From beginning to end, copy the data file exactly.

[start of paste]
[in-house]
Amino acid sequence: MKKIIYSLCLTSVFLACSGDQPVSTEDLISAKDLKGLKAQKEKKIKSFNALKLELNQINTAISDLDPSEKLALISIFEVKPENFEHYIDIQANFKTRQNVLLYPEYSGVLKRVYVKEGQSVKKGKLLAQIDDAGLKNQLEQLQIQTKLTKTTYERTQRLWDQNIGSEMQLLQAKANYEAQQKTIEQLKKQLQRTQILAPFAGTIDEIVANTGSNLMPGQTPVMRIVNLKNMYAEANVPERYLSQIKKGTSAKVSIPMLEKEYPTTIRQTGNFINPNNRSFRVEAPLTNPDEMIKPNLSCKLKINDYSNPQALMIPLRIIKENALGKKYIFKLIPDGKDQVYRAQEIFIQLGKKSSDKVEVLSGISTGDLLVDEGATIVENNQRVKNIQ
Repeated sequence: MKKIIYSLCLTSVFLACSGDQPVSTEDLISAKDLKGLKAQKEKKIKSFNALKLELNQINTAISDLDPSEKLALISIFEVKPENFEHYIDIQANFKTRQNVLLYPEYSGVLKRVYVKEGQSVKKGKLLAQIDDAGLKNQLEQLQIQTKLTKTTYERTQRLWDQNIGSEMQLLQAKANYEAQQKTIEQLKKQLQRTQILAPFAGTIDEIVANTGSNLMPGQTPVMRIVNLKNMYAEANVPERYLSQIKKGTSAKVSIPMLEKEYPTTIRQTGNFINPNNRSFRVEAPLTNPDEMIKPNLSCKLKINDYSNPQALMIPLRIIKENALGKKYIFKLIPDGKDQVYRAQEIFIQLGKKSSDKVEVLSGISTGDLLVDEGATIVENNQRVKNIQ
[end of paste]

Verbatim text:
[in-house]
Amino acid sequence: MKKIIYSLCLTSVFLACSGDQPVSTEDLISAKDLKGLKAQKEKKIKSFNALKLELNQINTAISDLDPSEKLALISIFEVKPENFEHYIDIQANFKTRQNVLLYPEYSGVLKRVYVKEGQSVKKGKLLAQIDDAGLKNQLEQLQIQTKLTKTTYERTQRLWDQNIGSEMQLLQAKANYEAQQKTIEQLKKQLQRTQILAPFAGTIDEIVANTGSNLMPGQTPVMRIVNLKNMYAEANVPERYLSQIKKGTSAKVSIPMLEKEYPTTIRQTGNFINPNNRSFRVEAPLTNPDEMIKPNLSCKLKINDYSNPQALMIPLRIIKENALGKKYIFKLIPDGKDQVYRAQEIFIQLGKKSSDKVEVLSGISTGDLLVDEGATIVENNQRVKNIQ
Repeated sequence: MKKIIYSLCLTSVFLACSGDQPVSTEDLISAKDLKGLKAQKEKKIKSFNALKLELNQINTAISDLDPSEKLALISIFEVKPENFEHYIDIQANFKTRQNVLLYPEYSGVLKRVYVKEGQSVKKGKLLAQIDDAGLKNQLEQLQIQTKLTKTTYERTQRLWDQNIGSEMQLLQAKANYEAQQKTIEQLKKQLQRTQILAPFAGTIDEIVANTGSNLMPGQTPVMRIVNLKNMYAEANVPERYLSQIKKGTSAKVSIPMLEKEYPTTIRQTGNFINPNNRSFRVEAPLTNPDEMIKPNLSCKLKINDYSNPQALMIPLRIIKENALGKKYIFKLIPDGKDQVYRAQEIFIQLGKKSSDKVEVLSGISTGDLLVDEGATIVENNQRVKNIQ